Business Forum: We should pay more attention to firms on rise

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Recently we've seen several local economic pundits wring their hands in news media over the recent U.S. Bureau of Labor Statistics report showing that from February 2012 until February 2013, the Pittsburgh region had the slowest rate of job growth of any of the 40 largest metropolitan regions across the country.

Typically after conveying the dismal news of a mere 2,100 net new jobs created in the region over the past year comes prescriptions to improve the business climate in the area.

But instead of looking at what's wrong with the region, maybe we should be looking at what's right about the companies that have managed to grow and create jobs. And while firms that are generating jobs are in the minority, there are still plenty of them around.

Nonetheless, only a small proportion of Pennsylvania and Pittsburgh businesses are responsible for creating an overwhelming number of new jobs. In fact, the top 1 percent of companies in terms of job growth created 195 percent of all new jobs in the commonwealth from 2005-10, according to a recent study by the Team Pennsylvania Foundation. The remaining 99 percent of all Pennsylvania companies actually lost jobs.

The study creates a group it labels "higro" companies, firms that experienced two growth spurts over the past five years. By the way, the study found more of these higros in Allegheny County than in any other county in the commonwealth.

Looking at how these higros differ from the remainder of Pennsylvania businesses can teach companies what they can do to grow, while it teaches business associations, economic development organizations and government entities what we really should be doing to promote robust job growth in the region.

Here are some of the major differences: Higros tend to have a wider market scope than other companies. Their ownership tends to be more diverse. The fast-growing companies are slightly more likely to be manufacturing companies. Lastly, higros are twice as likely to change their primary industry code, which suggests strongly that they are more likely to continue to evolve to meet new market conditions.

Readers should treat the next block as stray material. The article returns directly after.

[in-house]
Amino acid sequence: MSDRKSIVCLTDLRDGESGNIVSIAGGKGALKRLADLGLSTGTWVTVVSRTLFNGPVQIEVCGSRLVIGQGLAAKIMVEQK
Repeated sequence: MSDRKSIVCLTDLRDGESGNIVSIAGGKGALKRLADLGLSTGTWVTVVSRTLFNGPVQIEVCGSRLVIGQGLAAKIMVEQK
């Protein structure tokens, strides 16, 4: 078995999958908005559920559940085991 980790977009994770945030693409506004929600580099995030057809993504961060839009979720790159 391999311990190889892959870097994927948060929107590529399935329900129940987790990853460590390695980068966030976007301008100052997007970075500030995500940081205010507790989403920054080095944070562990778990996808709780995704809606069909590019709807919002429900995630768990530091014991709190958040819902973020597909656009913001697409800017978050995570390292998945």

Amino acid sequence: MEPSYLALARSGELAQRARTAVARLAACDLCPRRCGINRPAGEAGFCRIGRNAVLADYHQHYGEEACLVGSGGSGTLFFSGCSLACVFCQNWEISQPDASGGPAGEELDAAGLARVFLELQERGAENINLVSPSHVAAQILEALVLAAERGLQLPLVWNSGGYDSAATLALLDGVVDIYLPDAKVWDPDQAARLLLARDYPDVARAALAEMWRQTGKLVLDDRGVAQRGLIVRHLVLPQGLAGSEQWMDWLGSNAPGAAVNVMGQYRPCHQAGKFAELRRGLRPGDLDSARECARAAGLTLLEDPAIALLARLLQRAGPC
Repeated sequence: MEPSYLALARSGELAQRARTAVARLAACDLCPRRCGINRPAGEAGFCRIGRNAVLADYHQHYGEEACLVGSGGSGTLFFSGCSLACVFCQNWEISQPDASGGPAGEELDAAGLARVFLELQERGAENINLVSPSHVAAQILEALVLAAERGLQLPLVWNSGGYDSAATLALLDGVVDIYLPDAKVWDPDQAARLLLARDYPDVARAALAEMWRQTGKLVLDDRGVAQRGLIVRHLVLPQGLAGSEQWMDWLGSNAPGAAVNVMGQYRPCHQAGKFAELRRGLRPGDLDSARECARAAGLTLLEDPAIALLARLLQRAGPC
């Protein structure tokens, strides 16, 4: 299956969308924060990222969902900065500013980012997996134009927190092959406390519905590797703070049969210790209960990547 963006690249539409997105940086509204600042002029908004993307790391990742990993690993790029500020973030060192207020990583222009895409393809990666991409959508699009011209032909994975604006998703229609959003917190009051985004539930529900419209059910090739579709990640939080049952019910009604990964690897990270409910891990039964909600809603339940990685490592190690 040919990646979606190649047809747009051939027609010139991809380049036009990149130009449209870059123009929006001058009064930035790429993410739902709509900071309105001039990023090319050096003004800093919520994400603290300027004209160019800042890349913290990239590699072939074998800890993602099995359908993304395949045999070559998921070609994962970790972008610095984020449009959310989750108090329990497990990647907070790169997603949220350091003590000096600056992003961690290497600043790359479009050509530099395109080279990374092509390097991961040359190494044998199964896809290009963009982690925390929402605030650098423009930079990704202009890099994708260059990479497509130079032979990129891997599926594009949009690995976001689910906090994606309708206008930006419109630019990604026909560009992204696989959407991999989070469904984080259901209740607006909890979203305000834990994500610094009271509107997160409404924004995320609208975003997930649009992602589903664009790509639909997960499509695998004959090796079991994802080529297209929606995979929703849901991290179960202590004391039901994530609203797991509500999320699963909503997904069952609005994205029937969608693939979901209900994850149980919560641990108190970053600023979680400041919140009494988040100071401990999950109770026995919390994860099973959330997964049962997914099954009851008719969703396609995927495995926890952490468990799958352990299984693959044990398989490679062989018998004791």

Over the years, many of the businesses that are involved with my organization, the Institute for Entrepreneurial Excellence, have been dedicated to maintaining a high growth rate, so almost every day I see proof that the companies that thrive are different from other firms. They do tend to reach outside our regional borders to grow their market, and certainly manufacturers are the ones adding the most jobs recently.

But I want to focus on the fact that higros are twice as likely to change their SIC code than other businesses. That fact speaks loudly to what I believe separates high-growth companies from others: the ability to change the business model, the business structure, locations, even the product and service line. It is in the nature of "entrepreneurism" to be open to change and seize upon the opportunities change produces.

Perhaps the best thing we can to foster job growth in Western Pennsylvania is to create a culture in which change is respected and supported.

It starts with opportunities for the leaders of closely held companies to learn how to confront and manage change. It is also important to create learning opportunities for entrepreneurs to meet and interact with other entrepreneurs to create a "change buzz." Finally, when an entrepreneur gets a great idea and a solid business plan, the funding for implementation has to be there.

As it turns out, we're doing these things already in Western Pennsylvania. We just have to do more of it.


Ann Dugan is the founder of the Institute for Entrepreneurial Excellence at the University of Pittsburgh's Katz Graduate School of Business.


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